Connecting our client project using Microprofile JWT


In the previous article on how to Create Tokens with Microprofile JWT and JDBC Realm, we managed to have a project that provides us with tokens for our users and roles in our database.

It was pending to create a client that uses these tokens and allows them to make use of the APIs that this client exposes.

Source Code:

Client Project

This is a typical JakartaEE project with Microprofile 3.2. This time, the project will use DeltaSpike, which in the Spring world would be like your Spring Data, Nimbus Jose JWT to work with JSON Web Tokens (JWT), Microprofile Extension for Open API, finally Jakarta XML Binding.


This is a module used to simplify the implementation of the repository pattern. It is very similar to Spring Data. To query a database, we need to define a method declaration without implementation with @Query. The implementation will be done for us by the CDI extension.

The module requires an EntityManager to be injected by CDI. To achieve this we use a CDI producer.

The above assumes we have a persistence unit named "concentrador_pu" defined in the persistence.xml file:

If you have read our previous article you will recognize the jdbc/ecommerce that was created to be able to connect to our database in PostgreSQL.

The transaction strategy to use is:

There are 4 strategies:

  • BeanManagedUserTransactionStrategy
  • ResourceLocalTransactionStrategy
  • ContainerManagedTransactionStrategy
  • EnvironmentAwareTransactionStrategy

They all implement org.apache.deltaspike.jpa.spi.transaction.TransactionStrategy. Since I am going to use JTA I have to enable a strategy like BeanManagedUserTransactionStrategy in the beans.xml file according to the information in

There is also the where we will also establish the same strategy:

The end result is:

Implementing Repository

With the above, we can now implement the repository pattern. Does this implementation seem familiar to you?

Cors Filter

As our Rest APIs will be consumed by a SPA application made with angular or mobile made with Flutter, we are going to define a cors filter.


Now is the time to define our controllers.

How can you see so that we can execute the login method, you need to be authenticated and have either the USER role or the ADMIN role.

@RolesAllowed({ RolesEnum.Constants.ADMIN_VALUE,

Microprofile JWT

Microprofile allows us to do the previous validation in a very simple way. For that we need 2 things:

1. In the file place the accepted.issuer:

2. Place the public key that will allow validating the JWT tokens generated by the microprofile-jwt-provider project that we saw in the previous article.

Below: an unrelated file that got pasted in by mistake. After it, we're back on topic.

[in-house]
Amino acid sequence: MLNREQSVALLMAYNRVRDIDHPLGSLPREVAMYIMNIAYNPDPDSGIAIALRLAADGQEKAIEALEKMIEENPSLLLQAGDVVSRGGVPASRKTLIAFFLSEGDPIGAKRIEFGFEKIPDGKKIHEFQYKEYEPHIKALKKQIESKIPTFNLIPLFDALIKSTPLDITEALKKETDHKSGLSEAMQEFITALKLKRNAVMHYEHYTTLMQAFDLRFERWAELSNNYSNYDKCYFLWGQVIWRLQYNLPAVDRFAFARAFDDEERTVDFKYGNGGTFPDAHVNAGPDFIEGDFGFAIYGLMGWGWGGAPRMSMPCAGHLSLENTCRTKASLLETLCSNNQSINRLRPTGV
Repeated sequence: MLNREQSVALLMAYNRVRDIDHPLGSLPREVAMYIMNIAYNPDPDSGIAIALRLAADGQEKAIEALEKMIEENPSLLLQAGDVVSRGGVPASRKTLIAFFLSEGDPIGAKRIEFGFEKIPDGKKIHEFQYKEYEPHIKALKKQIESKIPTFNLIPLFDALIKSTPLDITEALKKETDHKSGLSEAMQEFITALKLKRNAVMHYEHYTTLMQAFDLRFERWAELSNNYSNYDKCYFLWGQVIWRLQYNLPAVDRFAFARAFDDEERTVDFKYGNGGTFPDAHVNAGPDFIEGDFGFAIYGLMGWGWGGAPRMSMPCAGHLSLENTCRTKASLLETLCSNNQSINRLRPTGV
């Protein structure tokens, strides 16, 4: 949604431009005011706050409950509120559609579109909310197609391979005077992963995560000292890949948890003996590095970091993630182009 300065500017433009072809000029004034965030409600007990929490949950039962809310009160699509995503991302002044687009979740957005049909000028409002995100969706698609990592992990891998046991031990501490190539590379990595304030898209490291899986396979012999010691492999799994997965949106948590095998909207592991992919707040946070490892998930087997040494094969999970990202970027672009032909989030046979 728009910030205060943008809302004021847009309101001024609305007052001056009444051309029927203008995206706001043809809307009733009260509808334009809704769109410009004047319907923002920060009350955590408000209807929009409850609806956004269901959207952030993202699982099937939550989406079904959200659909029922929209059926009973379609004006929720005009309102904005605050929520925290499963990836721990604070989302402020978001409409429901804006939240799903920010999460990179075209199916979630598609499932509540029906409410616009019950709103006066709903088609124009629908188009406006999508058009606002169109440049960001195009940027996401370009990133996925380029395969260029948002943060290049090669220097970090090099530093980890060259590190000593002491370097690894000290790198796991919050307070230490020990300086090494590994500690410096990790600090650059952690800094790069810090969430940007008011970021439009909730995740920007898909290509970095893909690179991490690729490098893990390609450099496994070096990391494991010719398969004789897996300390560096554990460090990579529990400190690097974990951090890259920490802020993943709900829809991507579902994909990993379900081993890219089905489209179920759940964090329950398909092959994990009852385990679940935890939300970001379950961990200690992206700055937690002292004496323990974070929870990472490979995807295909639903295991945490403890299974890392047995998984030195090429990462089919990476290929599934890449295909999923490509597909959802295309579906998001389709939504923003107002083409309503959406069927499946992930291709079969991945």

In order to test our API, we first have to obtain a token with the JWT token provider project seen in the first article.

We declare that token in the section Authorization - Type: Bearer Token:

With that configuration we can test the API - Login without problems:

And in this way, we have demonstrated the use of Microprofile JWT with JakartaEE to have our APIs in a minimalist way.




Conectando nuestro proyecto cliente usando Microprofile JWT


En el articulo anterior de como Crear Tokens con Microprofile JWT y JDBC Realm, nosotros conseguimos tener un proyecto que nos provea de tokens para nuestros usuarios y roles de nuestra BD. 

Quedo pendiente crear un cliente que utilice estos tokens y permita hacer uso de las APIS que exponga este cliente. 

Proyecto Cliente

Este es un tipico proyecto JakartaEE con Microprofile 3.2. En esta oportunidad el proyecto usará DeltaSpike que en el mundo Spring vendría a ser como tu Spring Data, Nimbus Jose JWT para trabajar con Json Web Tokens (JWT), Microprofile Extension para Open API, finalmente Jakarta XML Binding


Este es un módulo usado para simplificar la implementación del patrón repository. Es muy similar a Spring Data. Para consultar una base de datos, nosotros necesitamos definir una declaración de método sin implementación con @Query. La implementación será realizada para nosotros por la extensión CDI. 

El módulo requiere un EntityManager para ser inyectado por CDI. Para conseguir esto usamos un productor CDI. 

Lo anterior asume que tenemos una unidad de persistencia con nombre "concentrador_pu" definido en el archivo persistence.xml:

Si han leido nuestro anterior articulo reconoceran el jdbc/ecommerce que se creo para poder conectarnos a nuestra BD en PostgreSQL.